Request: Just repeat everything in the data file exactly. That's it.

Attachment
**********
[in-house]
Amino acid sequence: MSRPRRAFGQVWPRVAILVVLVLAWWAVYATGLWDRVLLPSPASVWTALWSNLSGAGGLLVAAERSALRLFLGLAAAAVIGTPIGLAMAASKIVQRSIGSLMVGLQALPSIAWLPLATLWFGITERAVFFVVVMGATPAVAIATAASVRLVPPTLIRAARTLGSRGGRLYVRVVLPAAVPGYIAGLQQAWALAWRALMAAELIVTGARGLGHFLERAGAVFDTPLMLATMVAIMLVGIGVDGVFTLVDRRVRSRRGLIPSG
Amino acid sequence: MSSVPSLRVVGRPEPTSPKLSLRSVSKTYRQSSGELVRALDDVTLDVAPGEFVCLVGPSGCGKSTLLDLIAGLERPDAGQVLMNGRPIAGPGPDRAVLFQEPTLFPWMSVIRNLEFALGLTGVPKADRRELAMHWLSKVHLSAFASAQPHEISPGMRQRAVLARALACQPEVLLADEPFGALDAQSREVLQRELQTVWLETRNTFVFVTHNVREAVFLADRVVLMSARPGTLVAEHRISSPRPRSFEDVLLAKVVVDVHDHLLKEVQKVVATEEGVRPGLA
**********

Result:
[in-house]
Amino acid sequence: MSRPRRAFGQVWPRVAILVVLVLAWWAVYATGLWDRVLLPSPASVWTALWSNLSGAGGLLVAAERSALRLFLGLAAAAVIGTPIGLAMAASKIVQRSIGSLMVGLQALPSIAWLPLATLWFGITERAVFFVVVMGATPAVAIATAASVRLVPPTLIRAARTLGSRGGRLYVRVVLPAAVPGYIAGLQQAWALAWRALMAAELIVTGARGLGHFLERAGAVFDTPLMLATMVAIMLVGIGVDGVFTLVDRRVRSRRGLIPSG
Amino acid sequence: MSSVPSLRVVGRPEPTSPKLSLRSVSKTYRQSSGELVRALDDVTLDVAPGEFVCLVGPSGCGKSTLLDLIAGLERPDAGQVLMNGRPIAGPGPDRAVLFQEPTLFPWMSVIRNLEFALGLTGVPKADRRELAMHWLSKVHLSAFASAQPHEISPGMRQRAVLARALACQPEVLLADEPFGALDAQSREVLQRELQTVWLETRNTFVFVTHNVREAVFLADRVVLMSARPGTLVAEHRISSPRPRSFEDVLLAKVVVDVHDHLLKEVQKVVATEEGVRPGLA